Grass roots and blond tips…footy’s range of play from Akerfeldie to Dermie

By Stephen Alomes

Snatches and grabs stimulated by Stephen Alomes’ Australian Football The People’s Game 1958-2012 – just published, available from

The story of footy is one of matches and marks, players and goals, supporters who saw their team ‘robbed, right in front of me’ and injuries, victories and defeats, from roster matches to grand finals. As many from interstate note, it is also the story of the commercial success of the rising AFL, built around the dominance of the Victorian footy empire, as the VFL became the AFL (aka Extended VFL). It is also the story of the rise of AFL ‘brand power’ and of corporates who talk about ‘product’ and ‘the industry’, even as it holds on to many of its traditions as footy, as Australian Football.

Part of the stories of change is about the grass roots. Local footy is the basis of the game, the Himalayas which make the Mount Everest of the AFL possible. Another, different, part of that tale of endless change is about something entirely different – the blond tips of celebrities on and off the field, covering what are presumably dark roots.

I tell both stories in different parts of Australian Football The People’s Game 1958-2058, now available from  Except, here I’ve put them together.

Most of the book is about the game. It moves from the past centenary year (1958) to the coming bicentenary in 2058, from the blond bombshell Carl Ditterich to Nicnat, and from the rise of St Kilda to the new era of Brisbane, Geelong, and Collingwood. It tells those other stories of footy vs brands, tradition vs commerce and kick, mark and handball vs zones, presses and tackles. However, a small part of the story is about off field performance – that includes, not just the Almanac, but the footy media stars and the shows that go on…and on. Which is where those blond tips come in.

The grass roots story focuses on local clubs. As 1979 Carlton premiership player Wayne Harmes recognised when asked about the difference between coaching contrasting amateur clubs, establishment Old Scotch and Jewish Ajax. This ‘knockabout bloke’ of German extraction replied that ‘it doesn’t matter where you come from. A footy club’s a footy club, whether it’s Old Scotch or Essendon or Oak Park … a footy club’s a footy club whether you’re Jewish, Chinese, Arabic, Catholic, whatever. It’s still a footy club.’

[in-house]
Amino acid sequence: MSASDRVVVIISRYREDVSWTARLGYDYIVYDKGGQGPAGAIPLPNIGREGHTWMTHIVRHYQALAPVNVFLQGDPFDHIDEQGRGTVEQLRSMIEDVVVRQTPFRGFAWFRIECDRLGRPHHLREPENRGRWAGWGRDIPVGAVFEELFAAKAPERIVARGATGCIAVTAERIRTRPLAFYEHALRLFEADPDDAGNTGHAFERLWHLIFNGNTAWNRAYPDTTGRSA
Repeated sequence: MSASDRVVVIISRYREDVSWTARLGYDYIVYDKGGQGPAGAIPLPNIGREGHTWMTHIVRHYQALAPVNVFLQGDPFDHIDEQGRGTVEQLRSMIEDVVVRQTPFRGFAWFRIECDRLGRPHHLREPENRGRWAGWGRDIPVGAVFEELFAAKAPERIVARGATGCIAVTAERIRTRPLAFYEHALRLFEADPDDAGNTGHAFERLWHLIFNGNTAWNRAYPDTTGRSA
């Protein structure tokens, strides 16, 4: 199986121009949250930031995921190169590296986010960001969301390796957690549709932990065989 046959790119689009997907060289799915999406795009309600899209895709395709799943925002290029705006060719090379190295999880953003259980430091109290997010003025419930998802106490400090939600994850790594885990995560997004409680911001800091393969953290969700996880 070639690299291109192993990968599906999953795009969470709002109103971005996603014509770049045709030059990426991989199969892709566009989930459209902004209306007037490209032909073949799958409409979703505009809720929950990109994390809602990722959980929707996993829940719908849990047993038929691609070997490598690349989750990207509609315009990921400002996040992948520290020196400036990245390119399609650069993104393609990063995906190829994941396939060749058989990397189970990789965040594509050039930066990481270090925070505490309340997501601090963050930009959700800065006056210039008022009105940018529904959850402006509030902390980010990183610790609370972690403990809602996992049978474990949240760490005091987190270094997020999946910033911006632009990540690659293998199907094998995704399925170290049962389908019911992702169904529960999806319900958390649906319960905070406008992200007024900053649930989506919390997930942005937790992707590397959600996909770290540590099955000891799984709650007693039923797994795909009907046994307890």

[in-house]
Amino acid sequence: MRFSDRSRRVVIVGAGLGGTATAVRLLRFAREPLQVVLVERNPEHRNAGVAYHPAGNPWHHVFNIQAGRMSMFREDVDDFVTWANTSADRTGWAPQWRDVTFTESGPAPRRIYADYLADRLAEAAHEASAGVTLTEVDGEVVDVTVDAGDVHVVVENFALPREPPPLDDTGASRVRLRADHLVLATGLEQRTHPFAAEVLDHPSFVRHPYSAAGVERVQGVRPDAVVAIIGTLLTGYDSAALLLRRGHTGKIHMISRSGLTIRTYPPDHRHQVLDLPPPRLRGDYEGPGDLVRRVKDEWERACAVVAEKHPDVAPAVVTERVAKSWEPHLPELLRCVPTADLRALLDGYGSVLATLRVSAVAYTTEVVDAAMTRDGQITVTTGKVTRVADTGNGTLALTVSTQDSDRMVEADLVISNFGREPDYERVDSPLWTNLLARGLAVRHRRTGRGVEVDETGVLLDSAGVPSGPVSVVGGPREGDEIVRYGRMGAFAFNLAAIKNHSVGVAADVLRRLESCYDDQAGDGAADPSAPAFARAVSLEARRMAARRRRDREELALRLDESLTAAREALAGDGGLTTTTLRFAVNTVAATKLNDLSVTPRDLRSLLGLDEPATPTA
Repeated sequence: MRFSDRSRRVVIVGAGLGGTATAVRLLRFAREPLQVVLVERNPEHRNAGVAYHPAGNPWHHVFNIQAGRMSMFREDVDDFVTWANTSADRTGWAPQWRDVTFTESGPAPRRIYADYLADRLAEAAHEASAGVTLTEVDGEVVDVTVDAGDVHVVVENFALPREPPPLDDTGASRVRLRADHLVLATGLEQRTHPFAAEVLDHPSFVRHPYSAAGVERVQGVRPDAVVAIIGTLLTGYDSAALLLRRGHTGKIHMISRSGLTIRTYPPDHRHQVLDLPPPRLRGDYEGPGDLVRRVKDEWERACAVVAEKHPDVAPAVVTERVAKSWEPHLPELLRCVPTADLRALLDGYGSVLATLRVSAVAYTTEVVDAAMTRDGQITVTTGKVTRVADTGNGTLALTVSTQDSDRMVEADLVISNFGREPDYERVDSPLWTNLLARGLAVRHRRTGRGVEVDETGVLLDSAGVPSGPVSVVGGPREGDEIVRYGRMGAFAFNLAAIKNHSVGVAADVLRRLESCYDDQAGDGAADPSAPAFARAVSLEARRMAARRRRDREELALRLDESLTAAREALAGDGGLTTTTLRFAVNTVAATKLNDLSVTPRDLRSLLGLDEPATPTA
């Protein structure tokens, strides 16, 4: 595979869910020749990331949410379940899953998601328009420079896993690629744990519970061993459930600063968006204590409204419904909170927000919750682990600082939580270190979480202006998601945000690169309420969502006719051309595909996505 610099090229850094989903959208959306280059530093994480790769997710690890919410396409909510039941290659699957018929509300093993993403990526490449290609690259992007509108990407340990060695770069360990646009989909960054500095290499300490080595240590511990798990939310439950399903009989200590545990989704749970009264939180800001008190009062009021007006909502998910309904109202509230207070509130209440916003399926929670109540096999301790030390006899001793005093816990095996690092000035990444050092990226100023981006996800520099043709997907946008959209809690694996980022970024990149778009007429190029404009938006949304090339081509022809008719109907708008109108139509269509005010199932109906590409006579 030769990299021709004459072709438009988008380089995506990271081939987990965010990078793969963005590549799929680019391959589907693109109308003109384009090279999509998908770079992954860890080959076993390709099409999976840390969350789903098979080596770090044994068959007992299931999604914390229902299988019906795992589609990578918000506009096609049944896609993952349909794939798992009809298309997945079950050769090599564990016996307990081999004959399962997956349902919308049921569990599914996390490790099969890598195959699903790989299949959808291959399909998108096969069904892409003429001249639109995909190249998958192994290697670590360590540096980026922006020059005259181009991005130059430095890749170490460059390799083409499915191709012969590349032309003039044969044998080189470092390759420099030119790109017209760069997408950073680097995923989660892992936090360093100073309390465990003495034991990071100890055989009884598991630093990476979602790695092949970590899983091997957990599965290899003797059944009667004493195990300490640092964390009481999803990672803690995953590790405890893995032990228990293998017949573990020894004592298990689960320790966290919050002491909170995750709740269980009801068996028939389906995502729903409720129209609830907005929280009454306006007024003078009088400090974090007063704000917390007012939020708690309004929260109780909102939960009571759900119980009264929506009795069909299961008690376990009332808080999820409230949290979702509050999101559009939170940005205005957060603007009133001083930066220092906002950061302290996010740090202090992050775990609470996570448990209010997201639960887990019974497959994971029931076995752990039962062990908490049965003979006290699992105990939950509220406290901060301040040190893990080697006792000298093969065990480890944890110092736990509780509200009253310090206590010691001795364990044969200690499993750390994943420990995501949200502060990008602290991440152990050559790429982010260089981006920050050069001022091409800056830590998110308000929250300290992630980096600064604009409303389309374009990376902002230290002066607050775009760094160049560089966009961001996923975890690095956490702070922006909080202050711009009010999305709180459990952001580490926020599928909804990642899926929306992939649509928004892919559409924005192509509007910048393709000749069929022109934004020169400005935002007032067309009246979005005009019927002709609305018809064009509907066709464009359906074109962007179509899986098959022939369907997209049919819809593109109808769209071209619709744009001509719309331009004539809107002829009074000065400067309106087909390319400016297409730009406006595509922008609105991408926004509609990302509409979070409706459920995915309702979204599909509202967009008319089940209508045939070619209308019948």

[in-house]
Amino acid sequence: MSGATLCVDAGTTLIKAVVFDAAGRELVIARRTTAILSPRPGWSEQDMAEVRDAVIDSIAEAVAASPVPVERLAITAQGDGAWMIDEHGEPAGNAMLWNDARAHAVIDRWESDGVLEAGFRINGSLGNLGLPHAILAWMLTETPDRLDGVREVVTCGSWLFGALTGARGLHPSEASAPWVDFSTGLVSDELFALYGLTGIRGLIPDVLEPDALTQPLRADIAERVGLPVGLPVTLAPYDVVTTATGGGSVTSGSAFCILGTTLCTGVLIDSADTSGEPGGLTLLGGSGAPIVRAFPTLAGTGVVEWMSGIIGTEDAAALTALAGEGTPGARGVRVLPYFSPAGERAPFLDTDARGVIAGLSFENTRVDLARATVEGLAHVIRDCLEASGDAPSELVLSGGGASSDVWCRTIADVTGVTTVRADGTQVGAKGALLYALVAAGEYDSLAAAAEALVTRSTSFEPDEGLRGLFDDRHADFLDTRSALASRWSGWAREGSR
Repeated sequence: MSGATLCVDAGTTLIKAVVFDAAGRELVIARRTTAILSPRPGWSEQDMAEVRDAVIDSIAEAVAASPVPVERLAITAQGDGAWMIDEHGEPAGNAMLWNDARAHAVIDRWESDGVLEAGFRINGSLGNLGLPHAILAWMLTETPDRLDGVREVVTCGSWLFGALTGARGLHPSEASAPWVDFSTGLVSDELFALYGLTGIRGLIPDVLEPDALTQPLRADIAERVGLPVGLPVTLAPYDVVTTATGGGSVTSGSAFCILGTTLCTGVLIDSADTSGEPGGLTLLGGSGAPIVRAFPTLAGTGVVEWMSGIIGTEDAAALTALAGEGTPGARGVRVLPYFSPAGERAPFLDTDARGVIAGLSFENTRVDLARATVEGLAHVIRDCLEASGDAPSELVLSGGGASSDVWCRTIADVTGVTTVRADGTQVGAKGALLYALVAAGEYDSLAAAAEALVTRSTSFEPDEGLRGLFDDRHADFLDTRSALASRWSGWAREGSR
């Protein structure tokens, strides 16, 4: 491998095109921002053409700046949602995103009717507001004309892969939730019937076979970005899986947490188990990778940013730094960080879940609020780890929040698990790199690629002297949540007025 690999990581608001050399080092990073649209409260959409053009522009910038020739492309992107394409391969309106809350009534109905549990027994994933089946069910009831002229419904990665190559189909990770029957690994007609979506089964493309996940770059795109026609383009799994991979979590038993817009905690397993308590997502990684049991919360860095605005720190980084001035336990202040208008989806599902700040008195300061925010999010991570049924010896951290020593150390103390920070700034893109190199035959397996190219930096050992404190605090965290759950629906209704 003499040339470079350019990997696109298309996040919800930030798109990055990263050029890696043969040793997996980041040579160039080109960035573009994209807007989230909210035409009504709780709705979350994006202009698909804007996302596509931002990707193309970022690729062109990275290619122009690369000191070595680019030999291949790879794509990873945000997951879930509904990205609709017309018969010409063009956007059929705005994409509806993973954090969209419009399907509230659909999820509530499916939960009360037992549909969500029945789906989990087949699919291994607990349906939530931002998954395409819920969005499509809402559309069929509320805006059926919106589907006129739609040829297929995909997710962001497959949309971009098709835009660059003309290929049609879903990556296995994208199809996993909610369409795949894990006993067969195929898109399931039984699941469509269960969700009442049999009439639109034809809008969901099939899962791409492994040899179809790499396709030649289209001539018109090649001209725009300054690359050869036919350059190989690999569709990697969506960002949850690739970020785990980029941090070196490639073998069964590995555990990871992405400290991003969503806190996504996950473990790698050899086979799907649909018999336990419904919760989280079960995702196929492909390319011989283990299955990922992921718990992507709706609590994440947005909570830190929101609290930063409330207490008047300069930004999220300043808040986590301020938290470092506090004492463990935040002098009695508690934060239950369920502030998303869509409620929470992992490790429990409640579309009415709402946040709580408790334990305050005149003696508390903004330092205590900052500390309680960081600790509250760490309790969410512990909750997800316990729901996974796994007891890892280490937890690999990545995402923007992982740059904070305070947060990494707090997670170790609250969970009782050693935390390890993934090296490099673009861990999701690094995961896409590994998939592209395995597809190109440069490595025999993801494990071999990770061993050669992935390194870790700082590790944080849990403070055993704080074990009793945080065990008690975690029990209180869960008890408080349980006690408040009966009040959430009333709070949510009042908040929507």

Akerfeldie Day at Abers

The Abers, Aberfeldie in the Essendon district league, have their ‘home among the gum trees’ at Clifton Park near the Maribyrnong, in a kind of peninsula suburb of Essendon. The Abers are a big community club, with strong junior programs and modern clubrooms, which allow for comfortable meals and other functions. However, even with some high profile coaches, including Dean Rioli and, after a dramatic decision in mid-season 2012, Mal Michael, they have not been a big money club. It is hard to compete in the suburban leagues if you are not.

Yet, as footy becomes ‘monetised’ local clubs need sponsors as well as the bar, the beer tent, the president’s lunches (open to all), the annual ball and golf days, and the raffle. In 2011, the blond and black (hair and beard) theatrical villain of footy’s stage Jason Akermanis had his inaugural cameo year on the travelling ‘footy circus’. Most prominently, the controversial Aka played regularly as a fly-in with Glenorchy in the Tasmanian statewide league, but also cameoed in individual games with several other clubs. During the week, things were a little more local for him as he trained regularly with the Abers at Clifton Park.  While the media life expectancy of even a colourful and controversial footballer is rarely guaranteed (and has now disappeared) he can still run, tackle, mark and kick.

In one match, which the Abers branded ‘Akerfeldie Day’, the Aka circus came home to this far-flung suburb by the Maribyrnong. He played for them in a home match, bringing a big crowd and good returns, even if local suburban footy has no gate charges for roster matches. The large throng was looked after with extra stalls selling food and drink.  The club needed to obtain a good return, both in general and because of its costs.

These two images from the book of the team running on, and the half-time collection capture this strange ‘Akerfeldie’ day, when footy celebrity came to Clifton Park and the EDFL.

‘Akerfeldie Day’, Clifton Park, 2011: Jason Akermanis trained with Aberfeldie during a walkabout circus season.

Akerfeldie Day brings a big crowd and..

Blondness be my friend – Dermie (Dermott) Brereton